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Ermira Mehmeti
Ermira Mehmeti

Ermira Mehmeti is the spokesperson of the Democratic Union for Integration (DUI), the biggest Albanian political party in Macedonia. As a young and well educated woman in this position, Ermira Mehmeti is also a symbol of change in traditional Albanian social structures.

Ermira has always taken a keen interest in politics and the world around her. After the 1999 war in Kosovo, she worked as an interpreter for the International War Crimes Tribunal for the Former Yugoslavia and for the Humanitarian Office of the European Commission.

During the conflict in Macedonia and the peace negotiations in 2001, Ermira worked as a fixer for the Associated Press news agency, helping with contacts, research and translation. That was when she met Ali Ahmeti, the leader of the National Liberation Army (NLA), the Albanian rebels who challenged the Macedonian security forces. When Ahmeti founded the DUI and became the party's president, he asked her to work for him a translator – this, on account of her language skills and her contacts in the media. Over time, their cooperation intensified.

"In a way I became informally a volunteer during the first election campaign [in 2002]. In December 2002, Mr Ahmeti asked me whether I could take the [spokesperson's] job. For me, it was a surprise. First of all, I didn't expect that someone would actually offer me – first of all as a female – to become spokeswoman for what was still seen as a predominantly male organisation, which was transforming from a military structure into a political structure. So, in that sense I guess I also had a very symbolic role in the process.

"My introduction as a spokesperson was seen as a way to bridge the gap which had been created between Macedonians and Albanians and as a way to show that this military organization is not that bad actually, that it is not as hostile as it was seen."

Ermira finished her studies at the multi-ethnic and multi-lingual South East European University (SEEU) in Tetovo, one of the school’s first graduates. The university opened in 2001, following one of the provisions of the Ohrid Agreement. Until 2000 there was no Albanian-language university in Macedonia. More than half of the students who enrolled at the SEEU were women, mostly Albanians, Ermira remembers.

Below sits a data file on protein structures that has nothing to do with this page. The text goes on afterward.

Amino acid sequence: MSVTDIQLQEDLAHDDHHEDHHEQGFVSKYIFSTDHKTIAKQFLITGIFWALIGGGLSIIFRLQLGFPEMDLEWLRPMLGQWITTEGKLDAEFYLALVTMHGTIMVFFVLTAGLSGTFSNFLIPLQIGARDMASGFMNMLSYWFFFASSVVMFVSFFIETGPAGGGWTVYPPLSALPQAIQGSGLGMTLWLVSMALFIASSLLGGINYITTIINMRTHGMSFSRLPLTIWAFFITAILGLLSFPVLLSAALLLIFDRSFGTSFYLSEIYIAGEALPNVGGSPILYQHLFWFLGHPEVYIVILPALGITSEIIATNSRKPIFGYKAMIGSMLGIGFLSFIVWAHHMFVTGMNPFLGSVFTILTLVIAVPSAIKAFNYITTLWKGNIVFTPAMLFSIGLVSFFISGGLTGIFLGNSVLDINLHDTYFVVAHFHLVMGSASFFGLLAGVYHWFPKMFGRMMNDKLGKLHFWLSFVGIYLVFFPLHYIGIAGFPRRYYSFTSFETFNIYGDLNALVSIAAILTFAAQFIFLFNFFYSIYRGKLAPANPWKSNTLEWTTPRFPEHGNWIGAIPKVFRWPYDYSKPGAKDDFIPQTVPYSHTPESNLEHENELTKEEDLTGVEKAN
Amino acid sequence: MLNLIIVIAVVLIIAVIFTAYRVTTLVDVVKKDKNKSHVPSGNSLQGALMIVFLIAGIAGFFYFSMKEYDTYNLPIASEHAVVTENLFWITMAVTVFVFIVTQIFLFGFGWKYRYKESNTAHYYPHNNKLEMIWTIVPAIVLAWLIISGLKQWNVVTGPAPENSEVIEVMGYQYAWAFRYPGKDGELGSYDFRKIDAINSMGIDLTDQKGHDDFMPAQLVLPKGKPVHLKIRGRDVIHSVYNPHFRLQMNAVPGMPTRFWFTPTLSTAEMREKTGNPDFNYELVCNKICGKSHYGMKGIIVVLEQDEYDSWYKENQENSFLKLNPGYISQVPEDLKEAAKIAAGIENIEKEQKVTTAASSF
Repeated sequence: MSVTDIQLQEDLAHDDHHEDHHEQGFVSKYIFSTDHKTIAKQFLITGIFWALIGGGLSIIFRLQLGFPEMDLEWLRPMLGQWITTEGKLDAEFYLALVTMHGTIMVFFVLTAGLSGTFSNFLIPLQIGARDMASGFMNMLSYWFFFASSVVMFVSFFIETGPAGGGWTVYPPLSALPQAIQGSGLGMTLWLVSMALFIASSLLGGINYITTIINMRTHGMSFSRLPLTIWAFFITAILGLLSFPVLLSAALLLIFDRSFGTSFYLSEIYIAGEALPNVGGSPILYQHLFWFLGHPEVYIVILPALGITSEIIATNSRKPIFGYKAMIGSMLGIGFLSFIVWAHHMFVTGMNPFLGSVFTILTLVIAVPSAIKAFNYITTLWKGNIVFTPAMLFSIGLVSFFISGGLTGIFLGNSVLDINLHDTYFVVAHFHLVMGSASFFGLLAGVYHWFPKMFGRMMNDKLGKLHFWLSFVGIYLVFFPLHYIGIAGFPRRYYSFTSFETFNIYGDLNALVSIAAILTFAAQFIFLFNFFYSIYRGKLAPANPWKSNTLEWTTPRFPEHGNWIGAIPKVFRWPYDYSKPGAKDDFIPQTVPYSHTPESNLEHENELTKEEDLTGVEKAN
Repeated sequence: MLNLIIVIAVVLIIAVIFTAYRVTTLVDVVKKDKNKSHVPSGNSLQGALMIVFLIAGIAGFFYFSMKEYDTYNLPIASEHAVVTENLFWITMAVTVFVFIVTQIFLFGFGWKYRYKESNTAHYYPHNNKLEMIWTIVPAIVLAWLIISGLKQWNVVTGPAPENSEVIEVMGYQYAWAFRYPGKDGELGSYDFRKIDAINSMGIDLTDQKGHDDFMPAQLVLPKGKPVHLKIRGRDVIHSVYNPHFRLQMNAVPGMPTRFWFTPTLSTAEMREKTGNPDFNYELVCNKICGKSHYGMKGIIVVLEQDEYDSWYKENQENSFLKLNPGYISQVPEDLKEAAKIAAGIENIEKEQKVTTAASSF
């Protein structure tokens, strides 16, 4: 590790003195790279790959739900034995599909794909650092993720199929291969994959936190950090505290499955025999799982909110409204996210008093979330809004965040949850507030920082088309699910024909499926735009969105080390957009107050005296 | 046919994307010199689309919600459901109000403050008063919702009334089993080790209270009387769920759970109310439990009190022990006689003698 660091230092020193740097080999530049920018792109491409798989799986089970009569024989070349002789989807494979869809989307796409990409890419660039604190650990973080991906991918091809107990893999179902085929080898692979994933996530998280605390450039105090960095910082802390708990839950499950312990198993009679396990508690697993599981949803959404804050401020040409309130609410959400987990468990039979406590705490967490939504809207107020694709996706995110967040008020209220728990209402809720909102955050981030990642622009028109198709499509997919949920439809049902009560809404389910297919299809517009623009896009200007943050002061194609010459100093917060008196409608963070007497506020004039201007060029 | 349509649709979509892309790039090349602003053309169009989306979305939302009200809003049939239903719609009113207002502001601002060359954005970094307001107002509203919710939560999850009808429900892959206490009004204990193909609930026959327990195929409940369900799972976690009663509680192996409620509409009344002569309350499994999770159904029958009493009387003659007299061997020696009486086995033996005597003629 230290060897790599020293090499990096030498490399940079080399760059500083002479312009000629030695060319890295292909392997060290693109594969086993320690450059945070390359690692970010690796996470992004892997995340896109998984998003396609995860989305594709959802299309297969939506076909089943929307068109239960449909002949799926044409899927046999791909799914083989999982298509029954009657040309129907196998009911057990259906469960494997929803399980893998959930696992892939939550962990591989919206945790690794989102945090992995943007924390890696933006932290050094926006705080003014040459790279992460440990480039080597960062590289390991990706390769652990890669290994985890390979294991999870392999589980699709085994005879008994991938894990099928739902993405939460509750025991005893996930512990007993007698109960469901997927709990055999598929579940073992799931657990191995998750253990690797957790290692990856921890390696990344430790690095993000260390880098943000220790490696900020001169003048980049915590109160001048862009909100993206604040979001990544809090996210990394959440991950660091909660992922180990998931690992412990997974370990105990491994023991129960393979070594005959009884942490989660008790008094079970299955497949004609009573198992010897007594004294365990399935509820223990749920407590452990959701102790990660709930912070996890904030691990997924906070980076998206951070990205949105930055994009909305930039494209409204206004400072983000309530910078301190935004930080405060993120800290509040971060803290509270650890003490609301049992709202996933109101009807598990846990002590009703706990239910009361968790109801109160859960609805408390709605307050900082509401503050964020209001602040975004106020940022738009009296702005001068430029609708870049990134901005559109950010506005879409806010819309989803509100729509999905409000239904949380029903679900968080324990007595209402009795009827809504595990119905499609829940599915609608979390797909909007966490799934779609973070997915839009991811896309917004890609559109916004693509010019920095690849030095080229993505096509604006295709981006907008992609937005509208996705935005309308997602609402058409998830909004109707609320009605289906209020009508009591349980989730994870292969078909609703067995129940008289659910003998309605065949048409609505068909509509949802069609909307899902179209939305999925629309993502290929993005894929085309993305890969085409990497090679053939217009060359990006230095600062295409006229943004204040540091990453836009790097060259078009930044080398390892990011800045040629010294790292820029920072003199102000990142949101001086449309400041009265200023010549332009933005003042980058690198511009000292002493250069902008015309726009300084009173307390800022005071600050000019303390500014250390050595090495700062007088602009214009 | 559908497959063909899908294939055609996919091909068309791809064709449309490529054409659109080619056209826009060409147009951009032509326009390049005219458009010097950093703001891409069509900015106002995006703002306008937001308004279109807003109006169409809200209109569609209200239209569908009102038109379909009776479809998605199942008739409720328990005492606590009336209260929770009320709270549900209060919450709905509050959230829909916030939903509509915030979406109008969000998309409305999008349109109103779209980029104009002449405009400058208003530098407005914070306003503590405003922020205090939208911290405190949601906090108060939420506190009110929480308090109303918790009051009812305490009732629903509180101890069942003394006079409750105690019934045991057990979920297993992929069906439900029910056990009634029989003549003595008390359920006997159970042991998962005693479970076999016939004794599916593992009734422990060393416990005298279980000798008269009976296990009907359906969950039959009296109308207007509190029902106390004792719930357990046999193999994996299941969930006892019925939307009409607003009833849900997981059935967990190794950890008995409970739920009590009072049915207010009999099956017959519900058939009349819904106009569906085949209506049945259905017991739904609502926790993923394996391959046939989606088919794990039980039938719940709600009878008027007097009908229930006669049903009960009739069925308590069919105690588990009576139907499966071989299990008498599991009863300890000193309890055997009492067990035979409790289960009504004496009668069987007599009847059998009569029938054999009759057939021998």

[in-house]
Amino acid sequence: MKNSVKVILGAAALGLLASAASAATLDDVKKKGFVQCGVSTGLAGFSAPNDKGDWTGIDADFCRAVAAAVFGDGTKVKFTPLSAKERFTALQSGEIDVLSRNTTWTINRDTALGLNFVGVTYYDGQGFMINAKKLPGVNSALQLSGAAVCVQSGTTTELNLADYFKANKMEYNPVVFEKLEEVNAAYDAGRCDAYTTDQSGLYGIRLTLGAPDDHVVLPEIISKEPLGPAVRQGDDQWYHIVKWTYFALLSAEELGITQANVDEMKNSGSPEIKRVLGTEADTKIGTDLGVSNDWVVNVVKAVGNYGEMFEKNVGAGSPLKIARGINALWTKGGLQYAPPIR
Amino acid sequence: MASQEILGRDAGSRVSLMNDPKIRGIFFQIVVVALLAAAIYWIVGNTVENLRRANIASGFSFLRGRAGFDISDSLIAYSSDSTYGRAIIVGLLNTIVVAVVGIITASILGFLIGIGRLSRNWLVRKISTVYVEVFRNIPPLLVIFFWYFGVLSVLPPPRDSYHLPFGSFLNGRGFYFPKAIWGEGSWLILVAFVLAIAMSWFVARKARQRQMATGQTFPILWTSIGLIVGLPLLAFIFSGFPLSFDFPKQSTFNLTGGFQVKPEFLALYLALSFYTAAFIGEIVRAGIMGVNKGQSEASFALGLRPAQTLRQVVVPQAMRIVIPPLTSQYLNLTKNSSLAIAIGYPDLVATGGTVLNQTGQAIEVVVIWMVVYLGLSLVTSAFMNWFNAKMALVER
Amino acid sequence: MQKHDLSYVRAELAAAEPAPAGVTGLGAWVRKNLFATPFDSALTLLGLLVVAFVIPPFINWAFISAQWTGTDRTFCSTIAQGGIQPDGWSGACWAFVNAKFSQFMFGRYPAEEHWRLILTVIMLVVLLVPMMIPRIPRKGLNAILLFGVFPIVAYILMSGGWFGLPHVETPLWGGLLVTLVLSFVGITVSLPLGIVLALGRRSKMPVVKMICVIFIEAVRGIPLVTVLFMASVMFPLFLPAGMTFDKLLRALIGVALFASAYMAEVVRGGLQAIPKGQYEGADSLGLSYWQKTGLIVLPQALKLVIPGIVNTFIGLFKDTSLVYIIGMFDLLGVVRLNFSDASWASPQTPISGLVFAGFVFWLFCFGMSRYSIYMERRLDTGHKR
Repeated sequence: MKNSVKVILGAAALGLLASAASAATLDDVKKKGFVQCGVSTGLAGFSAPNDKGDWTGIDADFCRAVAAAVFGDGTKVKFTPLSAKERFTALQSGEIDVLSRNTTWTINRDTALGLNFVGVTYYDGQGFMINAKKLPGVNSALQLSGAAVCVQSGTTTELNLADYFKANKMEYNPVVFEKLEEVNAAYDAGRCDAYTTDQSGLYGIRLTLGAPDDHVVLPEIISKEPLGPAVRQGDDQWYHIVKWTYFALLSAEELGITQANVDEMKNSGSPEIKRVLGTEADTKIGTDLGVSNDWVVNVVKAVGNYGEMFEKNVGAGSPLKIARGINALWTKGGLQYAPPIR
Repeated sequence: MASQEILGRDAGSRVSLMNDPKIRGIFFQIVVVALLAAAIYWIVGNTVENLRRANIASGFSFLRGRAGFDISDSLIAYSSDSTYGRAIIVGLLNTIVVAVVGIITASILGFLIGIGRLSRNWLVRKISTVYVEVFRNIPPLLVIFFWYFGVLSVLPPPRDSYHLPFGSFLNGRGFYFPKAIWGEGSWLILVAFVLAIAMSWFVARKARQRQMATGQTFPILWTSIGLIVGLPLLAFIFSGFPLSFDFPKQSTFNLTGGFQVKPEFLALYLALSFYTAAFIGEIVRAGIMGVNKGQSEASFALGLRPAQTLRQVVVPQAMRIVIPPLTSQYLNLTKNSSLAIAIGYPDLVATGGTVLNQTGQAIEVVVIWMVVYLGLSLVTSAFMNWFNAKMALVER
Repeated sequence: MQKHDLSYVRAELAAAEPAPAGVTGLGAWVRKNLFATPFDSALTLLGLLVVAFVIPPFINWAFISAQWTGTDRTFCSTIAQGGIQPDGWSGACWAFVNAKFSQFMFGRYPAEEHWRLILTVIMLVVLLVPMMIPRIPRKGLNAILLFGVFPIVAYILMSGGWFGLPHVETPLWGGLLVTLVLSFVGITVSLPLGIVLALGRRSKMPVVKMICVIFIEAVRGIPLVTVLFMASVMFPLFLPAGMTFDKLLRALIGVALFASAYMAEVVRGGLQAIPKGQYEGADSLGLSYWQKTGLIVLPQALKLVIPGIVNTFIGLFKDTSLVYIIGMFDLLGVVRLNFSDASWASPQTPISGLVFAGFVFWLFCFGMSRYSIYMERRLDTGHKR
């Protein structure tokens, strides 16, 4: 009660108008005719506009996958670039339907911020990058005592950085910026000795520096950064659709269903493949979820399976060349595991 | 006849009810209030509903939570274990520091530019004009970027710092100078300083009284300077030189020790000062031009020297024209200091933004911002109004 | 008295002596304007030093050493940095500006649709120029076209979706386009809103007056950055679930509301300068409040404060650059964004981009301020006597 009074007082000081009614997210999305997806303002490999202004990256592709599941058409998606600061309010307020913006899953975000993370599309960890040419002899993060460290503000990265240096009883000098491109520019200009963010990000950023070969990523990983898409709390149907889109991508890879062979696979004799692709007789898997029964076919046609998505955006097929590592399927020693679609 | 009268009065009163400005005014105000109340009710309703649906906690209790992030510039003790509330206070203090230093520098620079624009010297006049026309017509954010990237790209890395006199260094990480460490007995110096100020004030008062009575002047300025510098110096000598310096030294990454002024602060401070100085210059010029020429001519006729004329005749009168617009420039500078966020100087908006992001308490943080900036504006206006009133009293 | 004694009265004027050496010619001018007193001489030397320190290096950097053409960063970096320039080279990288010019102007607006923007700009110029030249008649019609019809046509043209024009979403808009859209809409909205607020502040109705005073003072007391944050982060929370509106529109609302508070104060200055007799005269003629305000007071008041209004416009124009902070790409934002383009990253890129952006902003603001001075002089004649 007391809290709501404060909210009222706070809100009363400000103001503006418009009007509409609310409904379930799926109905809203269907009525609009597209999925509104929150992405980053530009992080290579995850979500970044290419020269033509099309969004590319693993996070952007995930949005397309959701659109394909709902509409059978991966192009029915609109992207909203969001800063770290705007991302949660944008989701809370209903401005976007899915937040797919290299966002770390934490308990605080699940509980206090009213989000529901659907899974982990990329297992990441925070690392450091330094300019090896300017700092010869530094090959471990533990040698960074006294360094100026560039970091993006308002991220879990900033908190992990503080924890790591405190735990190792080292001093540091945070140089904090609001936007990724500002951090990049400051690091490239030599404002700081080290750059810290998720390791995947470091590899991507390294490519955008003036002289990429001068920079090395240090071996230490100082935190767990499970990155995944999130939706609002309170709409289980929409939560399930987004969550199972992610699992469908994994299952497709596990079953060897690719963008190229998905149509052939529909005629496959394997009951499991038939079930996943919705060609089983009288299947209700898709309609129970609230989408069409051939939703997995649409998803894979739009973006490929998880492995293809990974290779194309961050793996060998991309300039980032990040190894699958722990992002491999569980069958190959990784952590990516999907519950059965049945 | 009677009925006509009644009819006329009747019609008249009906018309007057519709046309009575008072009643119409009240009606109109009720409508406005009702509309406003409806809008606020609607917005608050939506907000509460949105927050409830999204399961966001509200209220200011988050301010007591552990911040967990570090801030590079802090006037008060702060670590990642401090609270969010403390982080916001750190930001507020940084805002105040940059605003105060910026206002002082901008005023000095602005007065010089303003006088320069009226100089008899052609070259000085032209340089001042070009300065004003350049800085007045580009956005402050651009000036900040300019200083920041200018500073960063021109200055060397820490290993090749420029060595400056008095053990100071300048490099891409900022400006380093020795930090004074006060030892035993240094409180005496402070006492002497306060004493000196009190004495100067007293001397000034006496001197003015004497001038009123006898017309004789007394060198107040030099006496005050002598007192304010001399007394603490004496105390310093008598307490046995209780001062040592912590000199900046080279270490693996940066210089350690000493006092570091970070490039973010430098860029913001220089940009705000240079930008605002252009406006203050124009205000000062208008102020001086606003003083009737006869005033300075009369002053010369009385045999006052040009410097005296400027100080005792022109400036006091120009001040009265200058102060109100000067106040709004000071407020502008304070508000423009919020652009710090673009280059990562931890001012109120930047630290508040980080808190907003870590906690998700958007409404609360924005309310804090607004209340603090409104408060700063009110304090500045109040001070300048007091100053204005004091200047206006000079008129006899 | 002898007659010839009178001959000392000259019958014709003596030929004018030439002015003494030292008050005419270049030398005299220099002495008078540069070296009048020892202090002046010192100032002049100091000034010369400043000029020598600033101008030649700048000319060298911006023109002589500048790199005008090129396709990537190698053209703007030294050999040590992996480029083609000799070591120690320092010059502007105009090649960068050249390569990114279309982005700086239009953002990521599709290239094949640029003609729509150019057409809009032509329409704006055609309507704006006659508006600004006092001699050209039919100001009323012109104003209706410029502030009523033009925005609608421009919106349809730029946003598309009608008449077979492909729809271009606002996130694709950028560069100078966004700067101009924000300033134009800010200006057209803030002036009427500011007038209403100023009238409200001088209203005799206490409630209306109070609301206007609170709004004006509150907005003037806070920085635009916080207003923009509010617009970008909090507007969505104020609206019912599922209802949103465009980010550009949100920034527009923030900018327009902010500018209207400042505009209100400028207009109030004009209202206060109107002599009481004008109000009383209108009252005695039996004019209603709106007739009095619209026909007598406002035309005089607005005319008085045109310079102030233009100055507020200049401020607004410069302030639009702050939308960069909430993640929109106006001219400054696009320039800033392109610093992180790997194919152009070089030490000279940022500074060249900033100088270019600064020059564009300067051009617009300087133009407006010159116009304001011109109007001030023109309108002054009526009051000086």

"It was proving to be a great opportunity for women, for young Albanian girls, to study. It was presented as a curiosity in the beginning, but the South East European University had more than 50% female students, the same also applied to the State University of Tetovo [an Albanian-language university that operated illegally and was finally recognized in 2004]. It sent the message that Albanian women want education, but there were factors which deprived them of the right to get a proper education."

The position of women in Albanian society is gradually changing.

"You don't really get negative reactions now, with the new generation. I think young Albanian men are also part, or becoming part, of the global society and relieving themselves of what we used to call the prejudice, which existed in society for so long. For me personally, it was much more of a challenge having to work with some of the people I work with because most of them still belong to an older generation of Albanian men, who are still more traditional – I don't know if I could say conservative, but traditional – and in that sense that was more challenging for me than the fellows at university."

Ermira is proud of the progress her country has made since 2001. A prosperous and stable future is for her clearly linked with EU and NATO membership.

"Macedonia should really be studied as an example of how a country can recover from a conflict that threatened to turn into a civil war and – less than five years after the conflict – become a candidate country for EU membership. This would not have happened had it not been for the joint commitment of the two largest communities and the political elites, which became rational and realised that Macedonia doesn't have another alternative. Really, [it is] a small country which is surrounded by neighbours who all have their claims over one aspect of the country's identity, be it the church, be it the language, be it the name of the country. So when you are surrounded by such neighbours, you really wonder what your way out is, what kind of alliances you can form. At the end it turns out that the safest alliance would be the EU and certainly also NATO. I honestly want to see Macedonia in the EU."

May 2008

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